A Tale of Four Andy’s

When I started e5 in the spring of 2010 it was a given that all bread would be made with organic flour. This I felt was the biggest contribution that could be made to a more sustainable, bio-diverse countryside.  Since then our consciousness has expanded; agro-ecological farming, to encompass farming methods which mimic the trophic systems in nature seem more resilient, and local seems as or more important than organic.

 

Unfortunately the amount of land certified organic in the UK has been declining, despite EU subsidy favouring this approach.  The bulk of organic milling wheat needs to be imported, predominantly from Kazahkstan, Canada and Ukraine.  Not only does this involve large food miles, and challenges to traceability, but it also creates a disconnect between grower and user which could be improved upon.

 

Before intensive agriculture kicked into gear, lets say a little over 100 years ago, all farming was by-and-large organic, and the varieties of wheat were abjectly suited to low input farming which didn’t rely on chemical pesticides, herbicides and fossil fuel derived fertilisers.  In practice, this often meant that wheat grew taller, shading out weedy competition, had awns and spiky tendrils, which discouraged insect predators, and most importantly there were a great diversity of species meaning pathogens couldn’t spread from farm to farm.  These days an organic farmer only has about 3 legal varieties to choose from, meaning that the risk of disease is high.  These modern varieties have been bred for the intensive industry where short straw in an advantage.

 

Organic farmers in fact find that the tall, old varieties offer good shading, stopping those pesky weeds flourishing.  Anorther point seems to be that the old varieties have not been expressly bred for gluten – is this why so many people are gluten intolerant? Therefore whilst a challenge for bakers like us, who are used to modern flours blended by millers with high protein imports, old varieties are likely more digestible.  Eveidence also suggests they have the ability to develop symbiotic relationships with soil bacteria, whilst modern wheats have lost the ability.  And finally, research is beginning to suggest that these old timers are higher in micro nutrients, whether that makes a big difference to our health, I don’t yet know.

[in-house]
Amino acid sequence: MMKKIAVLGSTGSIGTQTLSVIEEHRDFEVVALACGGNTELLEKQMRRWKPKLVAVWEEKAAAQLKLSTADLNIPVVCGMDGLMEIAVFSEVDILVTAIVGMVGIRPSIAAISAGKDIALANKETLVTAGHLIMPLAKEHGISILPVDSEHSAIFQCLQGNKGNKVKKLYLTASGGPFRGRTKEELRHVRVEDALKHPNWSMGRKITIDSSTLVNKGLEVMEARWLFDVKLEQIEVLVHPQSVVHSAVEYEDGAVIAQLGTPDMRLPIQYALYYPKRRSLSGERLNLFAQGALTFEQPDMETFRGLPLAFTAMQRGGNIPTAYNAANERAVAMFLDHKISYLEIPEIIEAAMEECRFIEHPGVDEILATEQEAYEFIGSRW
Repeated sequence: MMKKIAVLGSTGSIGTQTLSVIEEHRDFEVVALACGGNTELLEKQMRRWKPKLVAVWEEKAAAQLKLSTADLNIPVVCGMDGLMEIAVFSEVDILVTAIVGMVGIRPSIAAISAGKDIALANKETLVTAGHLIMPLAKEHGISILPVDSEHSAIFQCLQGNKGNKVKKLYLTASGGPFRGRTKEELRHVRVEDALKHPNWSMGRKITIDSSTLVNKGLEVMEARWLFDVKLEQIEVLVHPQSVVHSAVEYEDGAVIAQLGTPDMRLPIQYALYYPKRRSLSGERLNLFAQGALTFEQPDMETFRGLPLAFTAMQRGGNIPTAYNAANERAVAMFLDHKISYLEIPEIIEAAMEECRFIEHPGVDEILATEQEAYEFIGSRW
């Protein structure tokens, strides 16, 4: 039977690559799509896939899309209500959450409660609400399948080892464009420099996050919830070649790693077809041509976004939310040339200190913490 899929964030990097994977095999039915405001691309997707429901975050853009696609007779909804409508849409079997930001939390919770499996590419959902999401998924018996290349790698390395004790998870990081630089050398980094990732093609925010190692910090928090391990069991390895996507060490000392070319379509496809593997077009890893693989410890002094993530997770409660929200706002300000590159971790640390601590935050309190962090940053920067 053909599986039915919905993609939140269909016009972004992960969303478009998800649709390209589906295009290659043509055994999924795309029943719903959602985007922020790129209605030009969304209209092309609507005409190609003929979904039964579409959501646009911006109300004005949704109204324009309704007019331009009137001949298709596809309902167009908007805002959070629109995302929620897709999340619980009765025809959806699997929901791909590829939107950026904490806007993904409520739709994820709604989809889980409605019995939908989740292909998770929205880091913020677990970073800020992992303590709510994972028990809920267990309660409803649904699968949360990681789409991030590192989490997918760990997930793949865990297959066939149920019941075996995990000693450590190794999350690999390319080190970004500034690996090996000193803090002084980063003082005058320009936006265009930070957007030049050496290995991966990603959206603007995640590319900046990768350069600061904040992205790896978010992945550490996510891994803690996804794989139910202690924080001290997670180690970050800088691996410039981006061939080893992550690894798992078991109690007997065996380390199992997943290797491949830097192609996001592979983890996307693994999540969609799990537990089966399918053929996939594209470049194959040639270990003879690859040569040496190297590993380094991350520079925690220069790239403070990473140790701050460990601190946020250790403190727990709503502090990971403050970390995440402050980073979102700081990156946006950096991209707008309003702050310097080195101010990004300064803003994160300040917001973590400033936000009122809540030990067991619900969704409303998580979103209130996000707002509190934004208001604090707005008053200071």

What exactly constitutes a heritage grain is sill up for discussion, but it seems that if you’re called Andrew you have a higher than normal chance of being interested.  Andrew Whitley, based in the Scottish Borders, author Bread Matters has been to the Vladivistock Institute in Russia selecting old Scottish varieties, and has started Scotland the Bread, with the intention of drawing on heritage to radically change Scotlands agro-food scene where currently all bread wheat is imported.

 

Andrew Wilkinson packed in a life in the British Forces, and went to agricultural college.  Having bought a conventional farm he was struck by how hard it was to make a buck and decided to take the risk and convert to organic.  Being an ambitious chap he also decided to do a PhD in wheat genetics and managed to create his own variety, drawing on these heritage traits and suitable for organic farming.  He’s also installed a big stone mill at his farm so that he can add value to his harvest, and to close the loop has a herd of cows which happily munch the bran.

 

Andrew Cato got disillusioned DJ-ing to mega-crowds with Groove Armada and is farming heritage varieties in the South of France using horses, Amish principes, and is also milling and baking on site.

 

Finally, here in London and a mentor to me is Andy Forbes of Brockwell Bake who started growing heritage wheat on his allotment in Brockwell and has now collaborated with farmers around the country to grow heritage wheat.

 

Installing our own mill at e5 has provided an opportunity to work directly with farmers.  Oscar of Duchess Farm in Hertfordshire is up for finding new business opportunities so jumped in and sowed 10 acres with a mixed, heritage population wheat we had received in a circuitous way from a German biodynamic institute.  He has just harvested and we have 11 tonnes ready to mill.  Oscar crunched the numbers with me earlier today.  On his conventional wheat he had an average yield of 3.8T, ours was 1.1T/acre.  But, because he didn’t spray with anything his costs were much lower, and because we are buying directly from him, it is financially beneficial to grow the wheat for us.  He is planning to convert a portion of the farm to organic, so fingers crossed this is the start of something very good.

 

Ben Mackinnon – e5 Founder

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